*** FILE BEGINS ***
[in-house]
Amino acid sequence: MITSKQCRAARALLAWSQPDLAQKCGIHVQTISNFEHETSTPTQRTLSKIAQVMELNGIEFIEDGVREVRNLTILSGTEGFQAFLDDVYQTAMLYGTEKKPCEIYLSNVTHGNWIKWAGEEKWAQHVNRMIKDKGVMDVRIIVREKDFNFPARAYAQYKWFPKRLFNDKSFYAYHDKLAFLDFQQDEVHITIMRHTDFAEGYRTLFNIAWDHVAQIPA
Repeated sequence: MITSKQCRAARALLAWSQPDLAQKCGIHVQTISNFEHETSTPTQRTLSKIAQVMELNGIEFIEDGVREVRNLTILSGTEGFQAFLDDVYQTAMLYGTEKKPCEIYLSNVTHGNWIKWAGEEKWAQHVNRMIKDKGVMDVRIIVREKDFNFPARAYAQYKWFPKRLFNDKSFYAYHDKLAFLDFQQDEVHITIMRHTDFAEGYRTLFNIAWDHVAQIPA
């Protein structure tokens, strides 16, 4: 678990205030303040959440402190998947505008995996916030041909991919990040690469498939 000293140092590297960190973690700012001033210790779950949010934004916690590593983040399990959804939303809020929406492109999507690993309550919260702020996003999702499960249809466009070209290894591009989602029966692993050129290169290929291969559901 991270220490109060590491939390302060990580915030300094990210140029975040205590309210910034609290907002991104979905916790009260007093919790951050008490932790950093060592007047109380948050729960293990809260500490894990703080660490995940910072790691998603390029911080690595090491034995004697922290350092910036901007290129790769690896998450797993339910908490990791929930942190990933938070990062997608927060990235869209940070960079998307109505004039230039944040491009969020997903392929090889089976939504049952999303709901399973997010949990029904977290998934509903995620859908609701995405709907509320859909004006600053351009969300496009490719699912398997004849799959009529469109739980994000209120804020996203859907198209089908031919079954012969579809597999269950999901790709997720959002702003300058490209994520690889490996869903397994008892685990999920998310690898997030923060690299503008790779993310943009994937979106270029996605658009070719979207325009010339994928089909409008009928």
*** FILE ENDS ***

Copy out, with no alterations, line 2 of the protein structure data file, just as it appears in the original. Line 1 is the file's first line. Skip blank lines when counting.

Amino acid sequence: MITSKQCRAARALLAWSQPDLAQKCGIHVQTISNFEHETSTPTQRTLSKIAQVMELNGIEFIEDGVREVRNLTILSGTEGFQAFLDDVYQTAMLYGTEKKPCEIYLSNVTHGNWIKWAGEEKWAQHVNRMIKDKGVMDVRIIVREKDFNFPARAYAQYKWFPKRLFNDKSFYAYHDKLAFLDFQQDEVHITIMRHTDFAEGYRTLFNIAWDHVAQIPA